Waders suffer a huge injustice. And it is all because they have bad PR. I cannot count the number of times I have been told “I don’t do waders, they are just too hard” or “I’m a beginner and waders are so confusing”.
Well, to all those who share these sentiments I say “You’ve been hood-winked, duped by a subliminal publicity campaign that maintains waders are difficult to identify and only to be attempted by those at the extreme end of twitching.”
Believe me, it’s a myth of staggering proportions and by submitting to it some of the most charismatic of all the world’s birds are being ignored. In fact, I maintain that we all ‘do waders’ whether we realise it or not. Who, with any interest in birds, has trouble distinguishing Northern Lapwing from Whimbrel? And just who becomes flustered when confronted by an Avocet or Oystercatcher? Skills may need to be honed and that comes with practice.
Nowhere could be better to watch waders at close quarters than the salt pans that hug the coast of the Algarve. In the height of summer they are the preserve of breeding Avocets, Black-winged Stilts, Kentish Plovers and Common Redshank. Then, in July, the promise of things to come is signalled by the arrival of parties of Black-tailed Godwits, failed breeders from farther north anxious to get on with the next phase of their lives.
By August the autumn migration has begun in earnest, bringing with it juveniles on their first long-distance flights. There are more godwits, of course, along with short-legged waders like Common Ringed Plover, Little Stint, Dunlin, Sanderling, Curlew Sandpiper and Turnstone.
Throughout the winter the Algarve’s salt pans are home to thousands of waders. Most of the species already mentioned will be there as too will Greenshank, Grey Plover, Common Sandpiper and perhaps a Spotted Redshank or a Ruff. On a sparkling winter’s day it is perfectly possible to record 25 or so wader species in the pans and surrounding farm lands.
As the hours of daylight imperceptibly lengthen, so the year turns full circle and the waders start travelling north. Some arrivals from Africa, like Little Ringed Plover and Collared Pratincole, will stay to breed but most are passing through, pausing just long enough to feed and put on fat reserves, the fuel to sustain them on their next long flight to breeding grounds that may well lie within the Arctic Circle.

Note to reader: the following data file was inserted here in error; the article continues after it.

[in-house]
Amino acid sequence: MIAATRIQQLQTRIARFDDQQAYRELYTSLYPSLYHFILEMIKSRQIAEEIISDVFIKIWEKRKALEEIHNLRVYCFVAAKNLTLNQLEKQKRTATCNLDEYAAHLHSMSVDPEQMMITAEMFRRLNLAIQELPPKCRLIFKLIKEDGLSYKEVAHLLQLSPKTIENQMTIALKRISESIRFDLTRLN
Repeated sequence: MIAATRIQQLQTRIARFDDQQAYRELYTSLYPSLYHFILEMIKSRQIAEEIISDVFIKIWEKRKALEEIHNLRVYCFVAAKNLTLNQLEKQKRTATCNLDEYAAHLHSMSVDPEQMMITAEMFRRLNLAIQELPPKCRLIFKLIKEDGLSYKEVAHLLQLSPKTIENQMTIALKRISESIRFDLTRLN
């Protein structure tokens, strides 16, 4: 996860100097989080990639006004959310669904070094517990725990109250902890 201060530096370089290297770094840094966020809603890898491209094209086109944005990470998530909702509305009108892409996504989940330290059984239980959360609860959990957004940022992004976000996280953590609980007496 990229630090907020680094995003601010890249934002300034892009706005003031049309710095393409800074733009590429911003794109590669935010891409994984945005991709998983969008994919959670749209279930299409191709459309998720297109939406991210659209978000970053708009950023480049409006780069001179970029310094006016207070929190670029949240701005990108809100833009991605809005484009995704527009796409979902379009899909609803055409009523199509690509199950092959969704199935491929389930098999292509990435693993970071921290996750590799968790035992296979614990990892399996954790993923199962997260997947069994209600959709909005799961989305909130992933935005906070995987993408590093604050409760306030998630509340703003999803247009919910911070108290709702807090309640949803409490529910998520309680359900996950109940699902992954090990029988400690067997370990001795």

March arrivals are still in their duller winter garb but the passage continues well into May and by late April many individuals have moulted into breeding plumage. The appearance of some species, for instance Dunlin and Curlew Sandpiper, is then nothing short of stunning and with a little luck there will be a few of my personal favourite, Red Knot, whose transformation from dingy grey to brick red is truly astonishing.
Over the past few days I have been spending my time photographing these gems; an experience that can be enjoyed in the Algarve for just a few very special weeks each year.
If you are yet to be convinced, then now is the time and the Algarve is the place to start ‘doing waders’.
Ray Tipper, who spends much of his time in the Algarve, is co-author of Algarve Wildlife - the natural year which, since its publication in September 2009, has become the best-selling book for those interested to learn about and see the wonderful wildlife of the region. Ray's intimate knowledge of Portugal and its birds has been recognised by his appointment as a member of the Portuguese Rarities Committee.
Ray leads specialist birdwatching tours all over the world, and since 1997 has led some 80 tours in Europe, North and Central America, Asia and Madagascar. He also accompanies parties on birdwatching and photography trips in and around the Algarve. If you would like to find out more about Ray's trips email here...
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